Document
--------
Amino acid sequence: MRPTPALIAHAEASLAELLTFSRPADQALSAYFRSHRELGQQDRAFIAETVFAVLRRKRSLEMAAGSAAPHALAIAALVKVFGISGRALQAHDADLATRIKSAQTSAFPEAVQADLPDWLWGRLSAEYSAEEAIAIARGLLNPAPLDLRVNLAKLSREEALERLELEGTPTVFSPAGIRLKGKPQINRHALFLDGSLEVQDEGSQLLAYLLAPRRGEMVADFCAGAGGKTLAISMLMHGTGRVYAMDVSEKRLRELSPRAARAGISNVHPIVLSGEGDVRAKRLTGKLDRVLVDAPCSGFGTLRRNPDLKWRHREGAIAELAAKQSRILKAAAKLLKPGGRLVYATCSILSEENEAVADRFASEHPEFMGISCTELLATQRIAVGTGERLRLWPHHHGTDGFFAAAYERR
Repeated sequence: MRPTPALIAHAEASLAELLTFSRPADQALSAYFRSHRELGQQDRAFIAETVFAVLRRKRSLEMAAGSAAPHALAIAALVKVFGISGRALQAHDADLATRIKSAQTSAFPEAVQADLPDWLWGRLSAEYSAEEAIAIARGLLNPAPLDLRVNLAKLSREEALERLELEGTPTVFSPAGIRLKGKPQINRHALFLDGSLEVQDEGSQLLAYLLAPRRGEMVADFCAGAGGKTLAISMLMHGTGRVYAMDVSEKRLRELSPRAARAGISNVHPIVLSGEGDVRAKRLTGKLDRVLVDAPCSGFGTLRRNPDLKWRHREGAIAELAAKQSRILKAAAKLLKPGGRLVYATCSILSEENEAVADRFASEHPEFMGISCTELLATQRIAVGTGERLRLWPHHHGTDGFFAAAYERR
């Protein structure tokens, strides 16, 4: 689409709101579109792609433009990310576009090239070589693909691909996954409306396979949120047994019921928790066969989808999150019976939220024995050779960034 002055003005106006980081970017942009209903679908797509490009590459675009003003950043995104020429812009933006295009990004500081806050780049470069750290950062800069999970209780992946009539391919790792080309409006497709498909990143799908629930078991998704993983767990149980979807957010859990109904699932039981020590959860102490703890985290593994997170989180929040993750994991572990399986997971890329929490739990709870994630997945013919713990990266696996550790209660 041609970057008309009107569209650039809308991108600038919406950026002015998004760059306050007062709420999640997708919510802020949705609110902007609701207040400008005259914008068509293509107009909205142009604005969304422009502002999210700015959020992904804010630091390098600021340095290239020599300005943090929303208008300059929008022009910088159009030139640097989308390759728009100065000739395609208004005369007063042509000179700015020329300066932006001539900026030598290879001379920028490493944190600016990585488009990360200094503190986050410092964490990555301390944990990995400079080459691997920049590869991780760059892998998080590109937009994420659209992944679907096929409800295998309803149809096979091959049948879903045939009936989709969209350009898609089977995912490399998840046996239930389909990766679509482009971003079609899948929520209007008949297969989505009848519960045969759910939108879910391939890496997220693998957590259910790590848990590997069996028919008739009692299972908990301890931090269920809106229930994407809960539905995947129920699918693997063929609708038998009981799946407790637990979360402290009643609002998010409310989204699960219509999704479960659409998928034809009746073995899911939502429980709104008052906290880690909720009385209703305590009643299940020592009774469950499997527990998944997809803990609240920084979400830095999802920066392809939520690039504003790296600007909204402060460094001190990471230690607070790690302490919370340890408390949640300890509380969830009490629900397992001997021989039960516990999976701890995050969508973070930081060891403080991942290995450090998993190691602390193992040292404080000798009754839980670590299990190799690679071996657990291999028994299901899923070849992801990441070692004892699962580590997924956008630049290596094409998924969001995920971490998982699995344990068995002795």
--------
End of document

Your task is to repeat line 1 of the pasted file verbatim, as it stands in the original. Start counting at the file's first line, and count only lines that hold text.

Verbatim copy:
Amino acid sequence: MRPTPALIAHAEASLAELLTFSRPADQALSAYFRSHRELGQQDRAFIAETVFAVLRRKRSLEMAAGSAAPHALAIAALVKVFGISGRALQAHDADLATRIKSAQTSAFPEAVQADLPDWLWGRLSAEYSAEEAIAIARGLLNPAPLDLRVNLAKLSREEALERLELEGTPTVFSPAGIRLKGKPQINRHALFLDGSLEVQDEGSQLLAYLLAPRRGEMVADFCAGAGGKTLAISMLMHGTGRVYAMDVSEKRLRELSPRAARAGISNVHPIVLSGEGDVRAKRLTGKLDRVLVDAPCSGFGTLRRNPDLKWRHREGAIAELAAKQSRILKAAAKLLKPGGRLVYATCSILSEENEAVADRFASEHPEFMGISCTELLATQRIAVGTGERLRLWPHHHGTDGFFAAAYERR